It was not Will, but Ada Yonath 2, the crew’s crystallographer, who approached Gary first. He strode toward her, as it were, often seeking out Ada’s counsel when he found himself out of the proverbial loop. He admired her. Ada was younger than he, in her mid-fifties, but to be certain, she did not look it. She carried herself as she always had, Gary imagined, her body as steadfast as her character, demanding not only admiration but respect.
Clicking on his communications, Gary said, “What ith it?”
Eyeing him, Ada wordlessly handed him a fragment of ice she was holding.
“What—ith it?” Gary repeated, trying not to sound harsh, defeated as he felt.
“It’s life!” she shouted, pointing toward a great fissure.
Gary regarded the fragment, wiping away a dusting of ice, revealing—he remained unsure just what. A strange thing, like an aquatic butterfly. The creature was an aquamarine green with a chitinous, almost metal, shell. What looked like gills were etched into its horned wings.
“There are hordes of them,” Ada said, indicating the broken ground around the great fissure in the ice. “I’m calling them Puddleflies.”
Presently the radio chatter died, and Gary sighed in relief. At least I have their respect, he thought. He hunched forward, critically eyeing the crew as they retreated from the cave. Something was wrong. They ran from it, falling all over each other. “Thtop!” he demanded as they stampeded past. Will was the last to step from the mouth of the fissure. His eyes were wide-open oysters. His camera dangled limply from a cord in his hands, daring to drop. He pushed it into Gary’s hands, looking scared, Gary realized. Such a look wasn’t meant for such a face.
“What am I looking at?” Gary asked. Toggling the forward motion of the 3D image, Gary was surprised to find that the fissure opened into such a cavern. The walls of the cave were the familiar aquamarine of the Puddleflies, blindingly phosphorescent; the ice let light pass through. The focal point of the picture was a great blur of ice protruding from the rest. There was something inside of it, multiple figures. Gary squinted and saw the lifeless shapes, and their eyes.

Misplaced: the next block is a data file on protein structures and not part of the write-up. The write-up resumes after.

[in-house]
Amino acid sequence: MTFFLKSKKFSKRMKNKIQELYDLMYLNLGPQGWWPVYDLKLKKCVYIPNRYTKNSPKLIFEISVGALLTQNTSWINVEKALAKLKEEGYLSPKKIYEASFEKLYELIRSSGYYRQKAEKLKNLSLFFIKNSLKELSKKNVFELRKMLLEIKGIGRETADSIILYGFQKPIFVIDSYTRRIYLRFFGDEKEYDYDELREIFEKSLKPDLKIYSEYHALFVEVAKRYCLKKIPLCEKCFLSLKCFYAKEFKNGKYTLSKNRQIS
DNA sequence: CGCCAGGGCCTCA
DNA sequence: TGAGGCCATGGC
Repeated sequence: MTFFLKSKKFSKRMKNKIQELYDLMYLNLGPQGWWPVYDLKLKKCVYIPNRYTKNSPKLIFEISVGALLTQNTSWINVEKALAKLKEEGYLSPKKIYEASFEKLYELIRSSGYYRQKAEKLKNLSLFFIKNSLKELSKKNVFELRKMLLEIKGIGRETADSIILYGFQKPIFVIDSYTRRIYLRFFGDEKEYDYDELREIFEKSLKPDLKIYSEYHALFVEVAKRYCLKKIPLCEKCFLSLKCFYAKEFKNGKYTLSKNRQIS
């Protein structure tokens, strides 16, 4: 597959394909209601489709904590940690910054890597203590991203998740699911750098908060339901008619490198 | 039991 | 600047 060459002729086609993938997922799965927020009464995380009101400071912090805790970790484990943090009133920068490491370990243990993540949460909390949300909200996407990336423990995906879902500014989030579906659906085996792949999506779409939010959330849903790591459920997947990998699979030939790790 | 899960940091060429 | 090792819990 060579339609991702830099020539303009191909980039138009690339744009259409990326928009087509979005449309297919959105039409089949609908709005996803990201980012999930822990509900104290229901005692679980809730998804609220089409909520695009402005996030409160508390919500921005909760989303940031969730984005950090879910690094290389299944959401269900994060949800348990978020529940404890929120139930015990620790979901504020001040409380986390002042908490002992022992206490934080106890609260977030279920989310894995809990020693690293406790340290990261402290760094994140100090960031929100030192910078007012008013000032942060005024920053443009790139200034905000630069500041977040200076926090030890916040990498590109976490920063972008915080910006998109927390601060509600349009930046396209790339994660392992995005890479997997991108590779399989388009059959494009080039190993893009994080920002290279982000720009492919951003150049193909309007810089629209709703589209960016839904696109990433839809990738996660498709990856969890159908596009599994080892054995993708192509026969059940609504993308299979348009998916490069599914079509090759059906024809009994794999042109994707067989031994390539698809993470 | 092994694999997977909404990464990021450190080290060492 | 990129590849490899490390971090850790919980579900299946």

Cold fear touched him then, and he staggered back, his mouth slack, his mind reeling. He tried to return Will’s camera, but Will said, “Keep it.” And he strode off in the opposite direction of the base, back toward the cavern.
“Where are you going?” Gary shouted.
Will did not respond. Instead, he removed his radio transponder, dropped it on the ice, and disappeared out of sight.
Behind Gary, all around—panic. The crew was violent now. In a rather short span, the evolution of ages had fallen away, it seemed, and savagery ensued. Screams rode their communications like thunder. Far off, a flash of light; presently Gary heard the boom, the concussion. He threw his transponder on the ground, head ringing. They were setting fires in the ships, killing each other. Another flash in the distance. The white smoke of burning metals and bones went nowhere on account of the volatile atmosphere and pressure, and Gary found himself glad of that much, though it no longer mattered. He had lost control. He had failed. Not philosophically, but definitively.
....The rest of this story may be found in Volume 6: Saturn's Return, now available on Amazon.
J. W. Huff is a Pushcart-nominated writer and musician from the Missouri Ozarks, USA. His work has appeared or is forthcoming in Third Flatiron Anthologies, Dirty Chai Magazine, Eastern Iowa Review, The Cabinet of Heed, Blink Ink, and other lovely places.